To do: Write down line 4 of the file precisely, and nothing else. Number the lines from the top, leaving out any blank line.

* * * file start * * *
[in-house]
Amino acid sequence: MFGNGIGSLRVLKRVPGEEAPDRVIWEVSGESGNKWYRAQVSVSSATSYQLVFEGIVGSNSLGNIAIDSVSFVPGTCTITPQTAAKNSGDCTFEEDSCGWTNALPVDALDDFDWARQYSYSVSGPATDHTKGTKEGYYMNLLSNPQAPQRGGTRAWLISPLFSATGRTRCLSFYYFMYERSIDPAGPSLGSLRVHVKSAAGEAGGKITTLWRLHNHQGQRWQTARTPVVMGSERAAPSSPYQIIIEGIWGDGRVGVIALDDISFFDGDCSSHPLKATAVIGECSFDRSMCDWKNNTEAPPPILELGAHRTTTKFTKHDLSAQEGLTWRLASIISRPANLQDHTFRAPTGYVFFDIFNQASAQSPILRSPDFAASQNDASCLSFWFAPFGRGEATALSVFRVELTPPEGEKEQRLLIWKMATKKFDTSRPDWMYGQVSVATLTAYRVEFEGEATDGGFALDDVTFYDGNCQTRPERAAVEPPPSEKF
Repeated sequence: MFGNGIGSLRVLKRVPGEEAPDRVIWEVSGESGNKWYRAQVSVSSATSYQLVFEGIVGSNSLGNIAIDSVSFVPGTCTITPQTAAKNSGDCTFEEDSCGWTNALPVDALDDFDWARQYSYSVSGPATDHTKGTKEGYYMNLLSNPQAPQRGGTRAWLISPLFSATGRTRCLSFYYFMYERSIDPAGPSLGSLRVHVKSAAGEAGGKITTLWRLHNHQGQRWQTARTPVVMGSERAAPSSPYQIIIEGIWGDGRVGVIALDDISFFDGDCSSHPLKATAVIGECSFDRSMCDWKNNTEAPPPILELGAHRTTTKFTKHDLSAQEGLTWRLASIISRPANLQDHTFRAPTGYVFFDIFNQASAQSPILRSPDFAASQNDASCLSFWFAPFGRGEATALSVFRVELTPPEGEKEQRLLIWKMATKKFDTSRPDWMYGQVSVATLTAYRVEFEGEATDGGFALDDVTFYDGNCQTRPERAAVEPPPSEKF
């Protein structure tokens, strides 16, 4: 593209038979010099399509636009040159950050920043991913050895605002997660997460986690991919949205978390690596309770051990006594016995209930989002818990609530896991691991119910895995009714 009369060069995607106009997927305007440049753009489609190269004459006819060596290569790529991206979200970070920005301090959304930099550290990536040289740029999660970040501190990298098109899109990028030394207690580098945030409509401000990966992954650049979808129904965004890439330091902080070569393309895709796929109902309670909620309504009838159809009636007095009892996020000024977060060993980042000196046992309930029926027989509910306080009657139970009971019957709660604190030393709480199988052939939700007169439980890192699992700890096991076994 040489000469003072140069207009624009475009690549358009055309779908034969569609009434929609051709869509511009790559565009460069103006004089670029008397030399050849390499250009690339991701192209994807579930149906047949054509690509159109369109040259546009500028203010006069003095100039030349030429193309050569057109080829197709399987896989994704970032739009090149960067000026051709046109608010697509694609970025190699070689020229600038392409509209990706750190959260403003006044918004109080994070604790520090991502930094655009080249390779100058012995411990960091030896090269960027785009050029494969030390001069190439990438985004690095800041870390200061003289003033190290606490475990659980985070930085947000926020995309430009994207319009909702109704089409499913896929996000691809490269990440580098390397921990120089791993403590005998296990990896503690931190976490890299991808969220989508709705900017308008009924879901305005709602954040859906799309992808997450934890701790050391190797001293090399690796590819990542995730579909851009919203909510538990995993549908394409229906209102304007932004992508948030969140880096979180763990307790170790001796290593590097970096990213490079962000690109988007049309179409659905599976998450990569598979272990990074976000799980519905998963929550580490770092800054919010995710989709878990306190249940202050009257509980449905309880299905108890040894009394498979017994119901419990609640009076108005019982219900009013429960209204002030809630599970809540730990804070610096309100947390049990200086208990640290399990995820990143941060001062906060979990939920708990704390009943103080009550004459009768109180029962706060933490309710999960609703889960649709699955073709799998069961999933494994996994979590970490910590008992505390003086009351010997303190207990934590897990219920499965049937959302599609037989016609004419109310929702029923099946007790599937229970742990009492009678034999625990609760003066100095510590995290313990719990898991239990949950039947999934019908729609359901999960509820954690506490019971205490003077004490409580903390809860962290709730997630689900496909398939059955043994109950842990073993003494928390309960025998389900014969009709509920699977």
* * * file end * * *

């Protein structure tokens, strides 16, 4: 593209038979010099399509636009040159950050920043991913050895605002997660997460986690991919949205978390690596309770051990006594016995209930989002818990609530896991691991119910895995009714 009369060069995607106009997927305007440049753009489609190269004459006819060596290569790529991206979200970070920005301090959304930099550290990536040289740029999660970040501190990298098109899109990028030394207690580098945030409509401000990966992954650049979808129904965004890439330091902080070569393309895709796929109902309670909620309504009838159809009636007095009892996020000024977060060993980042000196046992309930029926027989509910306080009657139970009971019957709660604190030393709480199988052939939700007169439980890192699992700890096991076994 040489000469003072140069207009624009475009690549358009055309779908034969569609009434929609051709869509511009790559565009460069103006004089670029008397030399050849390499250009690339991701192209994807579930149906047949054509690509159109369109040259546009500028203010006069003095100039030349030429193309050569057109080829197709399987896989994704970032739009090149960067000026051709046109608010697509694609970025190699070689020229600038392409509209990706750190959260403003006044918004109080994070604790520090991502930094655009080249390779100058012995411990960091030896090269960027785009050029494969030390001069190439990438985004690095800041870390200061003289003033190290606490475990659980985070930085947000926020995309430009994207319009909702109704089409499913896929996000691809490269990440580098390397921990120089791993403590005998296990990896503690931190976490890299991808969220989508709705900017308008009924879901305005709602954040859906799309992808997450934890701790050391190797001293090399690796590819990542995730579909851009919203909510538990995993549908394409229906209102304007932004992508948030969140880096979180763990307790170790001796290593590097970096990213490079962000690109988007049309179409659905599976998450990569598979272990990074976000799980519905998963929550580490770092800054919010995710989709878990306190249940202050009257509980449905309880299905108890040894009394498979017994119901419990609640009076108005019982219900009013429960209204002030809630599970809540730990804070610096309100947390049990200086208990640290399990995820990143941060001062906060979990939920708990704390009943103080009550004459009768109180029962706060933490309710999960609703889960649709699955073709799998069961999933494994996994979590970490910590008992505390003086009351010997303190207990934590897990219920499965049937959302599609037989016609004419109310929702029923099946007790599937229970742990009492009678034999625990609760003066100095510590995290313990719990898991239990949950039947999934019908729609359901999960509820954690506490019971205490003077004490409580903390809860962290709730997630689900496909398939059955043994109950842990073993003494928390309960025998389900014969009709509920699977």